Sunday, July 1, 2012

San Bernardino County grand jury report released

BY IMRAN GHORI - The Press-Enterprise

The San Bernardino County grand jury released its annual report this afternoon, which included reviews of the county’s human services department, sheriff’s crime lab, the Devore animal shelter and the city ofVictorville’s finances.

Those were among some of the agencies looked at by the grand jury – a panel of private citizens which produces a nonbinding annual review of city and county government. A total of 16 agencies were reviewed by the panel.

In its report on the human services department, the grand jury looked into a program in which cash assistance and food stamps are provided on electronic cards, similar to debit cards.

The report raises concerns about card fraud and states that “we have learned from the District Attorney’s office, they are not able to prosecute cases, as they have in the past, because they do not get cooperation from the Human Services Department who can provide the evidence needed in these matters.”

But county spokesman David Wert said the facts do not support the grand jury’s findings.

In its section on the sheriff’s crime lab, the grand jury called the facility “poorly maintained and not clean” and urged that the county “renovate, repair and clean the facility.”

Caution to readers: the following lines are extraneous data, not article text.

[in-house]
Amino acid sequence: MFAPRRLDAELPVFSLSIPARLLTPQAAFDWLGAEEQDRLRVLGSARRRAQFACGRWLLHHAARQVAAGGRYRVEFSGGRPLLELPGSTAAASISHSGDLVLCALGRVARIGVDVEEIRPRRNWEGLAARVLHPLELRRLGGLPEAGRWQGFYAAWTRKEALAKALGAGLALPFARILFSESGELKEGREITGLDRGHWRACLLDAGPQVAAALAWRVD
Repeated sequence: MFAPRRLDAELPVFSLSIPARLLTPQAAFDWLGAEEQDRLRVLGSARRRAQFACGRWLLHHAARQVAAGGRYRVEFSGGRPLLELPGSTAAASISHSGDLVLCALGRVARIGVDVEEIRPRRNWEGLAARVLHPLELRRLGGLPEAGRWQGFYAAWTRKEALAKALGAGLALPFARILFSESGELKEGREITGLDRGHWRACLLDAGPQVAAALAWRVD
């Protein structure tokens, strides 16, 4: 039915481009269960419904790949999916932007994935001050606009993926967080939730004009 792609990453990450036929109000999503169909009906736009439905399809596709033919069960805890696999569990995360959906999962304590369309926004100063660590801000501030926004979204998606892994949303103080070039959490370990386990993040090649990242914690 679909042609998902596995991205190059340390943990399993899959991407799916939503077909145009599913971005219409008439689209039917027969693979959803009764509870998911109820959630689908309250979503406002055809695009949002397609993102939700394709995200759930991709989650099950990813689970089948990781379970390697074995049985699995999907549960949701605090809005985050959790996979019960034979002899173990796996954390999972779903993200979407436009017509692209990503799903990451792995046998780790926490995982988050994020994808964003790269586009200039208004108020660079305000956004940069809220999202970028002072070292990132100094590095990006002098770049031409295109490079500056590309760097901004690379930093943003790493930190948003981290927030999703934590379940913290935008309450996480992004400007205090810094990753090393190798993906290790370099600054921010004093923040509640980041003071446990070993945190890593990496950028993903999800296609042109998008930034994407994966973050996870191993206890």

The report on the Devore animal shelter looked into complaints of potential animal cruelty raised by animal rights activists but found that it was “unable to verify the allegations.”

The report is complimentary of the facility, stating “Devore is clean and the animals are well cared for and receive regular veterinarian care.”

The largest section of the report dealt with Victorville and included an audit of its finances. The audit raises concerns about the city’s solvency, finding that its general fund balance has been depleted over the years.

The report also states that the Southern California Logistics Airport Authority, which the city is part of, and the city’s utility are threatened by “excessive debt.”

In a statement on the Victorville web site, the city called some of the findings “factually inaccurate” while also acknowledging that some of them are “cause for concern.” The city also noted that the report found no evidence “that corruption, fraud or other crimes have occurred.”

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